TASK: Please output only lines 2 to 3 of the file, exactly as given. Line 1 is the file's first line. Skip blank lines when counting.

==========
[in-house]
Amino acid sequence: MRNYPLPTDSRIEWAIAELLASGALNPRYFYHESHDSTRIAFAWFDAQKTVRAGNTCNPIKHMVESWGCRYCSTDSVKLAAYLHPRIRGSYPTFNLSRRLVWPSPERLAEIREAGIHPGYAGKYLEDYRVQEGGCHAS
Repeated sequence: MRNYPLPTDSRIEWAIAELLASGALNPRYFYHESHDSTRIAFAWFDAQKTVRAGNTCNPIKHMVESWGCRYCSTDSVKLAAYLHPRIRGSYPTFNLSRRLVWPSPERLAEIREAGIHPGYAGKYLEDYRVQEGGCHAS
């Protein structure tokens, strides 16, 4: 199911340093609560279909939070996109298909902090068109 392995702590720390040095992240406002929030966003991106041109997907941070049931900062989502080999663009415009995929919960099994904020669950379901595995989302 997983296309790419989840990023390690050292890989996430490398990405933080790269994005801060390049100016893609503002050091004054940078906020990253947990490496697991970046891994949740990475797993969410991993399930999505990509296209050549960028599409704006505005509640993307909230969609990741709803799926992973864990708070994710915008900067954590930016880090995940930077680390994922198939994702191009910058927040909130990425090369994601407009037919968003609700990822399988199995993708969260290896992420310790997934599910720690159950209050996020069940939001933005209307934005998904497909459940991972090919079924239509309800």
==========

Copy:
Amino acid sequence: MRNYPLPTDSRIEWAIAELLASGALNPRYFYHESHDSTRIAFAWFDAQKTVRAGNTCNPIKHMVESWGCRYCSTDSVKLAAYLHPRIRGSYPTFNLSRRLVWPSPERLAEIREAGIHPGYAGKYLEDYRVQEGGCHAS
Repeated sequence: MRNYPLPTDSRIEWAIAELLASGALNPRYFYHESHDSTRIAFAWFDAQKTVRAGNTCNPIKHMVESWGCRYCSTDSVKLAAYLHPRIRGSYPTFNLSRRLVWPSPERLAEIREAGIHPGYAGKYLEDYRVQEGGCHAS